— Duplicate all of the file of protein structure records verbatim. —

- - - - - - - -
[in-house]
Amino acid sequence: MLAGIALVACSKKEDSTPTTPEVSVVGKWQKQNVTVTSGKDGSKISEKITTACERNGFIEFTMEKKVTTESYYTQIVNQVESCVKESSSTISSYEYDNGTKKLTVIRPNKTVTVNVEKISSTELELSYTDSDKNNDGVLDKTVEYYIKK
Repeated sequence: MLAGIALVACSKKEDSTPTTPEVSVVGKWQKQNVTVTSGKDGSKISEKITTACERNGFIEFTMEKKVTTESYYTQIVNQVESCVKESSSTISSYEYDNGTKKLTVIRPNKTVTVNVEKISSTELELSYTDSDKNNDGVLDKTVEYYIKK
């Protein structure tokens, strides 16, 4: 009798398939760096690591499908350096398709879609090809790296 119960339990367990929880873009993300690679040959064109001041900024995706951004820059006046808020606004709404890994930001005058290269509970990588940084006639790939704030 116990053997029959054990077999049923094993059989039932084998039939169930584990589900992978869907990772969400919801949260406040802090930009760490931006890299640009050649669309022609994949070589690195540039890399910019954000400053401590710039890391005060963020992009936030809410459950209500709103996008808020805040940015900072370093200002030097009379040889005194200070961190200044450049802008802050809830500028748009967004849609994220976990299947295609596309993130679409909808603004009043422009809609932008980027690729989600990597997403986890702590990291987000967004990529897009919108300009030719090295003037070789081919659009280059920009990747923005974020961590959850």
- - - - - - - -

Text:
[in-house]
Amino acid sequence: MLAGIALVACSKKEDSTPTTPEVSVVGKWQKQNVTVTSGKDGSKISEKITTACERNGFIEFTMEKKVTTESYYTQIVNQVESCVKESSSTISSYEYDNGTKKLTVIRPNKTVTVNVEKISSTELELSYTDSDKNNDGVLDKTVEYYIKK
Repeated sequence: MLAGIALVACSKKEDSTPTTPEVSVVGKWQKQNVTVTSGKDGSKISEKITTACERNGFIEFTMEKKVTTESYYTQIVNQVESCVKESSSTISSYEYDNGTKKLTVIRPNKTVTVNVEKISSTELELSYTDSDKNNDGVLDKTVEYYIKK
């Protein structure tokens, strides 16, 4: 009798398939760096690591499908350096398709879609090809790296 119960339990367990929880873009993300690679040959064109001041900024995706951004820059006046808020606004709404890994930001005058290269509970990588940084006639790939704030 116990053997029959054990077999049923094993059989039932084998039939169930584990589900992978869907990772969400919801949260406040802090930009760490931006890299640009050649669309022609994949070589690195540039890399910019954000400053401590710039890391005060963020992009936030809410459950209500709103996008808020805040940015900072370093200002030097009379040889005194200070961190200044450049802008802050809830500028748009967004849609994220976990299947295609596309993130679409909808603004009043422009809609932008980027690729989600990597997403986890702590990291987000967004990529897009919108300009030719090295003037070789081919659009280059920009990747923005974020961590959850």